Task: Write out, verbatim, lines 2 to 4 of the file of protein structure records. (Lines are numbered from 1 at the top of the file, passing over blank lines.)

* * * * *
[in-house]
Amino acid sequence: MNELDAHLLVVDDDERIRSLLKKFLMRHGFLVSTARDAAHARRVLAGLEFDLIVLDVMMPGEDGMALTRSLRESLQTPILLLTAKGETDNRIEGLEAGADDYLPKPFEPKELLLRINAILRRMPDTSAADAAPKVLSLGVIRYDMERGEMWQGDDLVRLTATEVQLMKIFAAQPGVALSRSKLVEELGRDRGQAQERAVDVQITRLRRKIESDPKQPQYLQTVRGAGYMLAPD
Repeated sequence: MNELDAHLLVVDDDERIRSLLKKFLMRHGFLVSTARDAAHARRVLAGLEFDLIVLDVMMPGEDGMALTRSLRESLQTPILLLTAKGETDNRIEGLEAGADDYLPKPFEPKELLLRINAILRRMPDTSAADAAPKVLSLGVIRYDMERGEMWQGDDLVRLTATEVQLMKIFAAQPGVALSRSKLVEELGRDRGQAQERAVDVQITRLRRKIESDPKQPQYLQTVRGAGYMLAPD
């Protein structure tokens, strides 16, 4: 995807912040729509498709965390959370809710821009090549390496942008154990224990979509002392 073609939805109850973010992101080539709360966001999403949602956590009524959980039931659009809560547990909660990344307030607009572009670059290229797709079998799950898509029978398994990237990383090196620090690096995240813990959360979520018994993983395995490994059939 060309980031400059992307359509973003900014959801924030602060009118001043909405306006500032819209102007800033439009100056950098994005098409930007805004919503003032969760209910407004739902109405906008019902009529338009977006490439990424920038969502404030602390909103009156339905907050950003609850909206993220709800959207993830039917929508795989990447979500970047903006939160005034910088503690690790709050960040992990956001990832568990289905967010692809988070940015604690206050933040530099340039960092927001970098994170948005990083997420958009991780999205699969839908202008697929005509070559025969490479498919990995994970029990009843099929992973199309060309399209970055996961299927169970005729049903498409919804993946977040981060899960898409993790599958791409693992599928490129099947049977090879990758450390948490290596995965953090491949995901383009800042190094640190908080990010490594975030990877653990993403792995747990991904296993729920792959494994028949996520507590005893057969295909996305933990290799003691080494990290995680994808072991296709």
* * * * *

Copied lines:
Amino acid sequence: MNELDAHLLVVDDDERIRSLLKKFLMRHGFLVSTARDAAHARRVLAGLEFDLIVLDVMMPGEDGMALTRSLRESLQTPILLLTAKGETDNRIEGLEAGADDYLPKPFEPKELLLRINAILRRMPDTSAADAAPKVLSLGVIRYDMERGEMWQGDDLVRLTATEVQLMKIFAAQPGVALSRSKLVEELGRDRGQAQERAVDVQITRLRRKIESDPKQPQYLQTVRGAGYMLAPD
Repeated sequence: MNELDAHLLVVDDDERIRSLLKKFLMRHGFLVSTARDAAHARRVLAGLEFDLIVLDVMMPGEDGMALTRSLRESLQTPILLLTAKGETDNRIEGLEAGADDYLPKPFEPKELLLRINAILRRMPDTSAADAAPKVLSLGVIRYDMERGEMWQGDDLVRLTATEVQLMKIFAAQPGVALSRSKLVEELGRDRGQAQERAVDVQITRLRRKIESDPKQPQYLQTVRGAGYMLAPD
């Protein structure tokens, strides 16, 4: 995807912040729509498709965390959370809710821009090549390496942008154990224990979509002392 073609939805109850973010992101080539709360966001999403949602956590009524959980039931659009809560547990909660990344307030607009572009670059290229797709079998799950898509029978398994990237990383090196620090690096995240813990959360979520018994993983395995490994059939 060309980031400059992307359509973003900014959801924030602060009118001043909405306006500032819209102007800033439009100056950098994005098409930007805004919503003032969760209910407004739902109405906008019902009529338009977006490439990424920038969502404030602390909103009156339905907050950003609850909206993220709800959207993830039917929508795989990447979500970047903006939160005034910088503690690790709050960040992990956001990832568990289905967010692809988070940015604690206050933040530099340039960092927001970098994170948005990083997420958009991780999205699969839908202008697929005509070559025969490479498919990995994970029990009843099929992973199309060309399209970055996961299927169970005729049903498409919804993946977040981060899960898409993790599958791409693992599928490129099947049977090879990758450390948490290596995965953090491949995901383009800042190094640190908080990010490594975030990877653990993403792995747990991904296993729920792959494994028949996520507590005893057969295909996305933990290799003691080494990290995680994808072991296709």